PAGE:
Orthodox rabbis? and five of them at that? And according to the news story, there may still be more in Brooklyn who are involved? Sheesh, didn't these guys have to pass some kind of ethics test to graduate from the yeshiva? (Orthodox yeshivas do teach that stuff, don't they?) But then if you have an inherent sense of right and wrong wrong as do most humanistic Jews and other atheists, you don't need an ethics course. Not to put too fine a point on it, but when was the last time that you heard of a Humanistic or a Reform rabbi being charged with nefarious deeds of this nature or caught up in such a scandal?

So to my fellow Jews who might feel a sense of shame over what these rabbis did, consider this: If they don't care about their behavior and have no sense of personal responsibility, whose problem is that? Certainly not yours.

Tuesday, July 7, 2009

An Open Letter to Senator Max Baucus

Senator Baucus,

If you're so afraid of a government sponsored health plan, why don't you give up the one that you have as a senator? Why shouldn't all Americans have the kind of insurance that you and all the other federal employees enjoy?

One reason that my wife and I left the country is that we couldn't afford U.S. health care insurance premiums after I retired (I'm too young for Medicare).

Employer sponsored health plans are a joke. What about those who are unemployed or work for a company that doesn't provide that benefit? Employees who work for companies that do have insurance often become trapped in "job lock" because private insurance premiums are prohibitive. I know. I've been there.

If private health care is so much better than a government sponsored plan, then why can't the two be allowed to compete and let the people decide? Isn't that the American way?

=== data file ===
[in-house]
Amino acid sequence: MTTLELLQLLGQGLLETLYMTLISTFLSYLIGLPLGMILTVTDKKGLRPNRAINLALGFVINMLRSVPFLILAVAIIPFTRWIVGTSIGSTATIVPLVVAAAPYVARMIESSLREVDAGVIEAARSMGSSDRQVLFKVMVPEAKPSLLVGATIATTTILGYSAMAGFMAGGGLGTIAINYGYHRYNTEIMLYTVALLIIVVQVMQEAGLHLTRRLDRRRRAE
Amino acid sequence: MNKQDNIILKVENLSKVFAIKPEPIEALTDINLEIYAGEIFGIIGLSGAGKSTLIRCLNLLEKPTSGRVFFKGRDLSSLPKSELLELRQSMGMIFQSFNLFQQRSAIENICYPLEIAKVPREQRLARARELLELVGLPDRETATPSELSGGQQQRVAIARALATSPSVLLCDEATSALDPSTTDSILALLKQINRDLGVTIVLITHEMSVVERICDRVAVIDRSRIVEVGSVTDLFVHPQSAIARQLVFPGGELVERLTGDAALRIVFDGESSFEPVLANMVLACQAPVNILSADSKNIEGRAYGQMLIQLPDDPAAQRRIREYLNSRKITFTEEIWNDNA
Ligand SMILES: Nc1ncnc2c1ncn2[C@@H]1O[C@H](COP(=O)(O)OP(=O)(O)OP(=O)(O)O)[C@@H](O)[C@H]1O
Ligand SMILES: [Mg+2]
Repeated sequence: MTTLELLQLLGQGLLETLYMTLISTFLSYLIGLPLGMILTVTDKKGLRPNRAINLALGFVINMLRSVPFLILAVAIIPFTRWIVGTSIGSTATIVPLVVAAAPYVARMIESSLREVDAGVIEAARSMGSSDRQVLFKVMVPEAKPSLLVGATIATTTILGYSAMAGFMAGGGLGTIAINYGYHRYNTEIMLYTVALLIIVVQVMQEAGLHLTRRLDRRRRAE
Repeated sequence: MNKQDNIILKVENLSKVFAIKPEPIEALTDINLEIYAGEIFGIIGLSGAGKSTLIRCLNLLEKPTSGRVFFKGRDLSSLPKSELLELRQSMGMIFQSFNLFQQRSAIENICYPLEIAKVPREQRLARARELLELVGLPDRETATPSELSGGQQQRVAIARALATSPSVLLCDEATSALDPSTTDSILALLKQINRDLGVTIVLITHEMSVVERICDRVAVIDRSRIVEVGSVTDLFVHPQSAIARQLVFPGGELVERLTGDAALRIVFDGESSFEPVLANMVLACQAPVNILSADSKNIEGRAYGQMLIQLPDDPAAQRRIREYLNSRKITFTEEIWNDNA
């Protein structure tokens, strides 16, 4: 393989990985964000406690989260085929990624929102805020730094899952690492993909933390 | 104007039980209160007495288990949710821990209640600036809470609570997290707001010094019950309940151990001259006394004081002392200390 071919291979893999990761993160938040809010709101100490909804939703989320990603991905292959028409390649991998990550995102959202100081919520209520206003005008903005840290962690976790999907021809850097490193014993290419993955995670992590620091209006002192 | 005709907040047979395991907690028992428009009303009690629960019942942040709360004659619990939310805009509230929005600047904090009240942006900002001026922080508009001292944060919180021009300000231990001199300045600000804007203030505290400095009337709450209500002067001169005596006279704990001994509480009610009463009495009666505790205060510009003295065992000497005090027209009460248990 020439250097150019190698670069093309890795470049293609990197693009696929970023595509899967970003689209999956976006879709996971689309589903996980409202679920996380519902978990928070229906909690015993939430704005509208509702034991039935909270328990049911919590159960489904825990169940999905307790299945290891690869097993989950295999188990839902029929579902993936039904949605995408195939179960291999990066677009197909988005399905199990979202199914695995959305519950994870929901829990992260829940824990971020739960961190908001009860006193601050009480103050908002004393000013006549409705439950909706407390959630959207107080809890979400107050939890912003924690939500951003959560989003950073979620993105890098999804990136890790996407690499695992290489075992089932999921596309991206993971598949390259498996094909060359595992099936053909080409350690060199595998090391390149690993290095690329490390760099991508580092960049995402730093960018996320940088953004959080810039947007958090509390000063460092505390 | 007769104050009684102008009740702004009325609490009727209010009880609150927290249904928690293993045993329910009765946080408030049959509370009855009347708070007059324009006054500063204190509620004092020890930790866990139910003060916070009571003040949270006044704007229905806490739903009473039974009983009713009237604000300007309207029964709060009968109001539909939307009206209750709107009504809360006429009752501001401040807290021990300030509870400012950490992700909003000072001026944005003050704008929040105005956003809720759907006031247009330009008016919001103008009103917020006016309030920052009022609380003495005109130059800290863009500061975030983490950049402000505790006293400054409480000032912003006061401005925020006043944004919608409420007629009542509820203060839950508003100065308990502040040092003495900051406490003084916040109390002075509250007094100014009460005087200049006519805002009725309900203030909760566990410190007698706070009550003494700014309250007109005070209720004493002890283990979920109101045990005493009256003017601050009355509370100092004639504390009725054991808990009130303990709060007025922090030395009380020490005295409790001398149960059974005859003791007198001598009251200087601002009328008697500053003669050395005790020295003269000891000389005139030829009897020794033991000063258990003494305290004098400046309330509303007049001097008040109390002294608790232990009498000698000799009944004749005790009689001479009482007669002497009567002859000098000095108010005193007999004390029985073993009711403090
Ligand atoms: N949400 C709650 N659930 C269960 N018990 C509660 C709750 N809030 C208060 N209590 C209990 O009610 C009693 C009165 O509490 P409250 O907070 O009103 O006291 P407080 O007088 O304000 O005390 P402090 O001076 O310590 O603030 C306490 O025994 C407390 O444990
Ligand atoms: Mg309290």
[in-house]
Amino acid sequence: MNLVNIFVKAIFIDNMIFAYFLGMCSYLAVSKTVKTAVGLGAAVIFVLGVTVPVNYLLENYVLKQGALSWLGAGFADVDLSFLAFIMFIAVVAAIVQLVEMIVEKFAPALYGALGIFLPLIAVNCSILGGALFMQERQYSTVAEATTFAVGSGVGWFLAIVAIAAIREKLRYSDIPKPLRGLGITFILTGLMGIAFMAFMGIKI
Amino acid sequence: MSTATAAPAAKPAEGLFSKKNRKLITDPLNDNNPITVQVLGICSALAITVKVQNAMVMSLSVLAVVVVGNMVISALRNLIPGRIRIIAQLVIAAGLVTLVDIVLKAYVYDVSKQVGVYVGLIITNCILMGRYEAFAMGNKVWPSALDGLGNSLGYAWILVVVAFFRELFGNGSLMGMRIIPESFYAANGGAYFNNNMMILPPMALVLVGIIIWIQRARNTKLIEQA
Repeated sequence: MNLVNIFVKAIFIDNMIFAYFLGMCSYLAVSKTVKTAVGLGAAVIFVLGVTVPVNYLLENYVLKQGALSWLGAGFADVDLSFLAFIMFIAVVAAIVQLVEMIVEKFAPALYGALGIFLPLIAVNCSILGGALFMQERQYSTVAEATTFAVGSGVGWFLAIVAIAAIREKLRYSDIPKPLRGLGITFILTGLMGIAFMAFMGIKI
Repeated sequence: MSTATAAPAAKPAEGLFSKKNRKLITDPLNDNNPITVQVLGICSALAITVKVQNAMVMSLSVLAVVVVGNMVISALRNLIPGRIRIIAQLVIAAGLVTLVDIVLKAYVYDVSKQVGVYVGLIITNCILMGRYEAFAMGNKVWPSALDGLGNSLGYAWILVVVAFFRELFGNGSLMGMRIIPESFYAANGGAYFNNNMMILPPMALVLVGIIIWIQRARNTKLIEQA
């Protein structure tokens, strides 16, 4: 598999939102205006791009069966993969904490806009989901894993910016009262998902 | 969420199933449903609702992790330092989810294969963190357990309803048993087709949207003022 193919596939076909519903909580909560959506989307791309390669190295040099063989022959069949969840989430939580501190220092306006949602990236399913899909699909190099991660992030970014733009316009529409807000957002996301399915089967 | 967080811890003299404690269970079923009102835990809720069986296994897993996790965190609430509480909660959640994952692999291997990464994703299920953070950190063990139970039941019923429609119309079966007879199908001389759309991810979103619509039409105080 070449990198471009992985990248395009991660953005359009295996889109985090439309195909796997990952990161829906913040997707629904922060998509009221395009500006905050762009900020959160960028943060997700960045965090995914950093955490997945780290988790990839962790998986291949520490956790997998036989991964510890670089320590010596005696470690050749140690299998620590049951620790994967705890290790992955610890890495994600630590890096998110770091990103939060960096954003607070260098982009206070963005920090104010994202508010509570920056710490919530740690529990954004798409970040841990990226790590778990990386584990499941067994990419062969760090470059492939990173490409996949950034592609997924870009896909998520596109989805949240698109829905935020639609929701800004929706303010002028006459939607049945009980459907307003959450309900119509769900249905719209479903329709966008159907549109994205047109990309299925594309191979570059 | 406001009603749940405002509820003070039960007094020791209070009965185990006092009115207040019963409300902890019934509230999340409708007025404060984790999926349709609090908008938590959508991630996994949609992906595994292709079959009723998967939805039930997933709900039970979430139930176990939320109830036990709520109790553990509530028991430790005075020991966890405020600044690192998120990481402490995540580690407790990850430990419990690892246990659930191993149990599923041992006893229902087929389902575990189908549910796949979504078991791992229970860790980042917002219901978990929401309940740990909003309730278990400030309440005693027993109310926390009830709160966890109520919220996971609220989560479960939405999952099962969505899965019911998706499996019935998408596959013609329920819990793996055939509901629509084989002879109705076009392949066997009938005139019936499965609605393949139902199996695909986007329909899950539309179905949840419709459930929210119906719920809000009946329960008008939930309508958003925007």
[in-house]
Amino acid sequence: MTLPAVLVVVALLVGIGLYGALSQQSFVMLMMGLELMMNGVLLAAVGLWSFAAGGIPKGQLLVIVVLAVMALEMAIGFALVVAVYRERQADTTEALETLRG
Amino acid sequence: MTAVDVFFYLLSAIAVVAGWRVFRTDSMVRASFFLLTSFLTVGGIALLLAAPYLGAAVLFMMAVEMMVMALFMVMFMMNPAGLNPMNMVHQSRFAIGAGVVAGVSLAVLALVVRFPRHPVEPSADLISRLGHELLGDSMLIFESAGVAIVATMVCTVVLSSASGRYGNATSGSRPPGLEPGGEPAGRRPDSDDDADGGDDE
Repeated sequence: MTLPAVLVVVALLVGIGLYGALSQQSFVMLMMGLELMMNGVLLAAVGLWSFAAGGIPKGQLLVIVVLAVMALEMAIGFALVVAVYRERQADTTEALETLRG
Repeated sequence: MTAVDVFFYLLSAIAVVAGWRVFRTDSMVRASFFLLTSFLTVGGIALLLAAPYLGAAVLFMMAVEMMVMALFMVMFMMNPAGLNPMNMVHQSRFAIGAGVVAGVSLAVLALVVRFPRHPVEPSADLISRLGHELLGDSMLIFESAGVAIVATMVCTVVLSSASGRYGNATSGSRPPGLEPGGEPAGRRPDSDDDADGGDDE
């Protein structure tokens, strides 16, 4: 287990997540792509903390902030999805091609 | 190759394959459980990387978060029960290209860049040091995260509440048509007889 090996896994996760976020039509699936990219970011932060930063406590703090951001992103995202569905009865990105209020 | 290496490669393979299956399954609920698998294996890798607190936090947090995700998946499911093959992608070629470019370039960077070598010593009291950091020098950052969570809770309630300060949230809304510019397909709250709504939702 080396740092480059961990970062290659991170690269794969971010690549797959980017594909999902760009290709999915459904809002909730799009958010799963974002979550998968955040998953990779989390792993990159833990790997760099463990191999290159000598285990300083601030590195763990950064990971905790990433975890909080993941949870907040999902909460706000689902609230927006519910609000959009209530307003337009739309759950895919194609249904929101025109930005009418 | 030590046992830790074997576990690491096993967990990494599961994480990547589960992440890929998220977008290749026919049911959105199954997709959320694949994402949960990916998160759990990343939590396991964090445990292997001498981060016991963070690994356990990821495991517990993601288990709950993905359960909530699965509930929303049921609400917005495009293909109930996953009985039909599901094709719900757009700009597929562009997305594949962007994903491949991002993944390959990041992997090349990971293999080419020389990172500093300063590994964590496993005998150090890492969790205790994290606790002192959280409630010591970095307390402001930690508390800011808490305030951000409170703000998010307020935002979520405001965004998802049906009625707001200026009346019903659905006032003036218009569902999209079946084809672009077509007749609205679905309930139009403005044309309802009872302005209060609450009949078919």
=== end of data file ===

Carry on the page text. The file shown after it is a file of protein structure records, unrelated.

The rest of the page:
Get real, Senator.

Saturday, July 4, 2009

In Search of a New American Revolution

As Americans celebrate Independence Day, we must ask ourselves whether we are free as long as our society is shackled by theistic religious beliefs.

It cannot be overemphasized that the founding fathers of our country were primarily deists if not outright atheists. The American Constitution makes no reference to a supreme being. And the separation of church and state is enshrined in the First Amendment, which shows the importance that the creators of this wonderful document placed on that concept. Thus it is outrageous for religious fundamentalists to insist that America is a "Christian nation" and who accordingly want to turn the government into a theocracy. In the last 25 years or so, science and reason have been subjected to attack by Christian zealots to the point that as the result of political pressure from the creationist movement many public school districts in the U.S. have become reluctant to teach the theory of evolution, a well-researched principle for which there is overwhelming evidence and which is the cornerstone for not just for biology but for other sciences as well. This failure in education may well result in a generation of Americans who are ignorant in the origin and history of human life.

Until America achieves a secular society on par with countries such as Denmark and New Zealand, we will remain a nation with First-World trappings but with a Third-World mentality steeped in narrow-mindedness and superstition.

Saturday, June 6, 2009

Faith By the Numbers